Rose Zhou / Lantern reporter
Mixing late nights at work, morning classes, conflicting schedules and schoolwork, student bartenders have a lot on their shelves. Although some Ohio State students enjoy the social benefits that come with bartending, others remain a little shaken up by the responsibilities.
Corbin Wrights, a fourth-year in business management, has been around a bar since he was 10 years old.
“My mom ran a hotel with a bar since I was 10,” Wrights said. “I started barbacking when I was 16. That led me to me working in the service industry when I went to college.”
While Wrights said his job can be fun, it has also lead to other opportunities.
“The greatest thing about bartending is networking. I started bartending at Applebee’s then got a job at McFadden’s (Saloon) as a bartender, DJ and GM. Now I’m over at Park Street,” Wrights said.
While stirring social connections is almost guaranteed from behind the bar, Wrights said the tips he earns aren’t always so stable.
“There are nights where I’ve made a thousand dollars and nights where I’ve received no tips at all,” Wrights said.
But despite the inconsistency of tips, Wright said the job does come with its perks.
“I was able to meet a lot of great people while bartending like Lebron James, Three Six Mafia and I was also invited to a party by LMFAO,” he said.
But with the good also comes the bad. Wrights said there were times when he was a manager where he had to work 120 hours a week.
“Thursdays are our busiest nights. I’ll be there till like four or five in the morning and then I’ll have a nine o’clock class. So I drive home and sleep for a couple of hours then head to class,” Wrights said.
He said it’s a balancing act in which there are times where the schedule conflicts and quarters when his classes do not fit into his schedule.
Kimberly Barr, a fourth-year in communication who bartends at Applebee’s, said schedule conflicts weren’t always her biggest concern.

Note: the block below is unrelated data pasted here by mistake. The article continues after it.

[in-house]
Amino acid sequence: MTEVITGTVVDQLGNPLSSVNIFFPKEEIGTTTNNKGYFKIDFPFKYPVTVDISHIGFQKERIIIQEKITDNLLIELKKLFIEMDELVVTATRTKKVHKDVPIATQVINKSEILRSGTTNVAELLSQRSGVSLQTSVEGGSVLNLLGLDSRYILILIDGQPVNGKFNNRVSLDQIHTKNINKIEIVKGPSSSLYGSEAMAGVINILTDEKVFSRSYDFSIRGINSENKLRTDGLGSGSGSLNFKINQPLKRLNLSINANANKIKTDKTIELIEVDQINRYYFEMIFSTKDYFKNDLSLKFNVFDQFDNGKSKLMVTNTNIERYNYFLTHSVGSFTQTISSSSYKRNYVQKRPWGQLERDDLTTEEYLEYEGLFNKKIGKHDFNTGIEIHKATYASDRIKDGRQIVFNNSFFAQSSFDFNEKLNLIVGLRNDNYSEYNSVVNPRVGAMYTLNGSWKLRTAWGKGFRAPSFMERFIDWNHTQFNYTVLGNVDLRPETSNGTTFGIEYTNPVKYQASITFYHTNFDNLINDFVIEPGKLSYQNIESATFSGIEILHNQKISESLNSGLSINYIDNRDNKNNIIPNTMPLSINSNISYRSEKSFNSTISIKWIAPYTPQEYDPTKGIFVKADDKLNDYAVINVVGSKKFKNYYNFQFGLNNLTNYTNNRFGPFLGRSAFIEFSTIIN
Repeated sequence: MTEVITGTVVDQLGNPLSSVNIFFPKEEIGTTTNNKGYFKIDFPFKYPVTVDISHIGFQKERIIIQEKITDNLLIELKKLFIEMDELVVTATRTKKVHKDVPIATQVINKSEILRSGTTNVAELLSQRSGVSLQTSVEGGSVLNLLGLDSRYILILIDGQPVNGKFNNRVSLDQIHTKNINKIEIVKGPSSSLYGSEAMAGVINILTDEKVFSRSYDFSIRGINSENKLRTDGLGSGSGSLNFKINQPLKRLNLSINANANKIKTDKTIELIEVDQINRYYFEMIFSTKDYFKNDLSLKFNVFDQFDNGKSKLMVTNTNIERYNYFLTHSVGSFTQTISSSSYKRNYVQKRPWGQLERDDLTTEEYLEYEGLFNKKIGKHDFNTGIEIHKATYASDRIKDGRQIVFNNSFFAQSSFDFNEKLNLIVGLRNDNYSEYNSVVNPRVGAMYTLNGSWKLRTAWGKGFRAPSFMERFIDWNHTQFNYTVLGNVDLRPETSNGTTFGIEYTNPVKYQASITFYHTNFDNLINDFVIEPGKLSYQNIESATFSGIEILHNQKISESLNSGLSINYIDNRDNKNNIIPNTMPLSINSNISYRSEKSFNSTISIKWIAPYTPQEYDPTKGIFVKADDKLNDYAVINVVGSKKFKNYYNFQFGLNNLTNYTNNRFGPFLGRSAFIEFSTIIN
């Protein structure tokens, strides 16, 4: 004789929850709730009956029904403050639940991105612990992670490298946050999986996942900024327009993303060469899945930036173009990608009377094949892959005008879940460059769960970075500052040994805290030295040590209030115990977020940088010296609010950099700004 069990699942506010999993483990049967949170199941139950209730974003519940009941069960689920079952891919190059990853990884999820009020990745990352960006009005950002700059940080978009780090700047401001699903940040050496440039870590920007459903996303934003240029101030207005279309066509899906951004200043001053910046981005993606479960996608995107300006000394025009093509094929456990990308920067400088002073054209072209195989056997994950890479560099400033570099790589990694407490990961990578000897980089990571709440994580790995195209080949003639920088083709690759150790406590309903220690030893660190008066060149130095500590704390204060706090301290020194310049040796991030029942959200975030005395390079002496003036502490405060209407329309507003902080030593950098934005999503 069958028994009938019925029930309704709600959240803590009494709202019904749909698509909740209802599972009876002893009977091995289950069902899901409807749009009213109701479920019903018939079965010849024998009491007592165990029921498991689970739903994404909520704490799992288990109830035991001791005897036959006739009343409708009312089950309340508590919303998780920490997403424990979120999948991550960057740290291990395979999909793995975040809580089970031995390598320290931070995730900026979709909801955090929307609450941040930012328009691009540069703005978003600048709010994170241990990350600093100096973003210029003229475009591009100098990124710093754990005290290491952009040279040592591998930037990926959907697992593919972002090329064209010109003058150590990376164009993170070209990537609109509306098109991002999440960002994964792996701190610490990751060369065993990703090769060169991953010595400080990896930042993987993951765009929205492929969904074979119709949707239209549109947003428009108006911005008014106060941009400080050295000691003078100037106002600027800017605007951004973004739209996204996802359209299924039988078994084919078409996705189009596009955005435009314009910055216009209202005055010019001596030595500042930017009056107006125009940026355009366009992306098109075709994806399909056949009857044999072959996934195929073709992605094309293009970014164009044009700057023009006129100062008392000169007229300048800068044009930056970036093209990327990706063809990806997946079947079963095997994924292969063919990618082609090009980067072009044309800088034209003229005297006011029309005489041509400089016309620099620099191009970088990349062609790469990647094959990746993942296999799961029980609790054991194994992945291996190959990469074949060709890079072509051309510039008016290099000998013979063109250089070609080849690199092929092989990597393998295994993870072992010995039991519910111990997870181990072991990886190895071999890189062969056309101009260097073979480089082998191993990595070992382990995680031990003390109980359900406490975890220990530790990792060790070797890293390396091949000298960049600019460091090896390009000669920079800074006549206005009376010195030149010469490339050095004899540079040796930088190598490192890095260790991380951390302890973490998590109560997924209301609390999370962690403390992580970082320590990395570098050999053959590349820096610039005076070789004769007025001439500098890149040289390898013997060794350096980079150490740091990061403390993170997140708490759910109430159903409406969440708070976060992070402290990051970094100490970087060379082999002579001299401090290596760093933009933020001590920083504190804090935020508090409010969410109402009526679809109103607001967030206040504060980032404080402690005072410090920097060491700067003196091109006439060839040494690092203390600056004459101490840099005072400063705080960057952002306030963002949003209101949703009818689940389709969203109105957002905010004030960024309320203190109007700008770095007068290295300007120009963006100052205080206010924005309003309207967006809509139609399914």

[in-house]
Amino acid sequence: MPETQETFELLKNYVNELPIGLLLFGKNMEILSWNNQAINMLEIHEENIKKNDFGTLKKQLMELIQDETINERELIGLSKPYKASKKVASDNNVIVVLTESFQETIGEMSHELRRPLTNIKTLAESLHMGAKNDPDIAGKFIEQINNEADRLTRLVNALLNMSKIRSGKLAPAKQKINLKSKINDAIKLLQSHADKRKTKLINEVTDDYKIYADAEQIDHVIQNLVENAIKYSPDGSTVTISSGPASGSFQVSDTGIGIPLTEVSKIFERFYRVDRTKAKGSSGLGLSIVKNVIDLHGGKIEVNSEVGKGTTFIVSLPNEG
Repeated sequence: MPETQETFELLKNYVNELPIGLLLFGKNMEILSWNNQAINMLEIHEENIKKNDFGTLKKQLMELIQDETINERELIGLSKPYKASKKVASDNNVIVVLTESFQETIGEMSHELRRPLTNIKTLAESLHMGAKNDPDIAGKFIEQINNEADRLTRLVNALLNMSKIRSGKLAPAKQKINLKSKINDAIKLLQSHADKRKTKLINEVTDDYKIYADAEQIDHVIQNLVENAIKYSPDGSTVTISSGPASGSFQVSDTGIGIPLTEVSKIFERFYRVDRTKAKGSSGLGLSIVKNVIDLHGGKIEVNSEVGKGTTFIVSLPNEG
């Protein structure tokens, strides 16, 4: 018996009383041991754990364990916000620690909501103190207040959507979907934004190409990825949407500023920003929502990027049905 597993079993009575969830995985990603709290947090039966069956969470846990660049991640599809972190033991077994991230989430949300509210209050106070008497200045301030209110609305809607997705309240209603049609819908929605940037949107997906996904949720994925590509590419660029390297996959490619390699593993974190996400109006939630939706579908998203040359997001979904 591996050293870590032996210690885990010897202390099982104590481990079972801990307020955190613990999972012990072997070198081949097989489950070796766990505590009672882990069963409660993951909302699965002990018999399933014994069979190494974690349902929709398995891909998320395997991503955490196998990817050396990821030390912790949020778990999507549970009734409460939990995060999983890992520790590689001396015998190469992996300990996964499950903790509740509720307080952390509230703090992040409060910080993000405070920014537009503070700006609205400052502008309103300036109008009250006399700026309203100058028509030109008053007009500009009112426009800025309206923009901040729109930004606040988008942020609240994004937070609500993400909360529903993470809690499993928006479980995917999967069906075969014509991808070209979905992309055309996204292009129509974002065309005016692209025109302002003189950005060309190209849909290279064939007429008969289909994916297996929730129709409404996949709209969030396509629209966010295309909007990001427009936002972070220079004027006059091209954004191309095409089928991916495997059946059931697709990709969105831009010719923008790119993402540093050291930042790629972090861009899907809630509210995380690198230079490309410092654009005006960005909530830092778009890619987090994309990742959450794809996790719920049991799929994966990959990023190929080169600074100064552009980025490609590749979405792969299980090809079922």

“For me it was kind of different since I use to be a server,” Barr said. “If people were being rude I could just walk away, where as a bartender I have to deal with the rudeness and still make their drink.”
Matt Witzman, a second-year in industrial and systems engineering, said he thinks it would be great to be a bartender.
He said a big part of bartending is being personable with the customer and having an idea about what drinks they might like.
“You’re also going to have to be able to promote (the bar),” Witzman said.
Stephen Wozniak, a second-year in chemical engineering, said he has had many good nights at clubs and bartenders played a huge role in making it so enjoyable.
He mentioned how a bartender had to keep the place calm and break up any fights that might occur.
Alex Cottle, a fourth-year in medical laboratory science, said she has never been to a bar or club but has friends who have. She said she thinks interpersonal skills and having the “know-how” to make drinks is important to being successful at such a job.
Cottle said she thinks it would be a good job for students to have for the weekends when they aren’t too busy studying and were out having fun.
Rick Leonard, an OSU physics professor, said the balancing act between bartending and going to school was the same when he was a student.
“I know I’ve had to handle awkward schedules at various times in my career. I would find it very difficult and a complicated task having to stay up all through the night, sleep for a few hours, and then have to go to an exam the next morning,” Leonard said.
The schedules can be conflicting, the hours are long and sometimes schoolwork does not get completed. Yet Wrights plans to successfully balance all his work and he plans to graduate on time in June.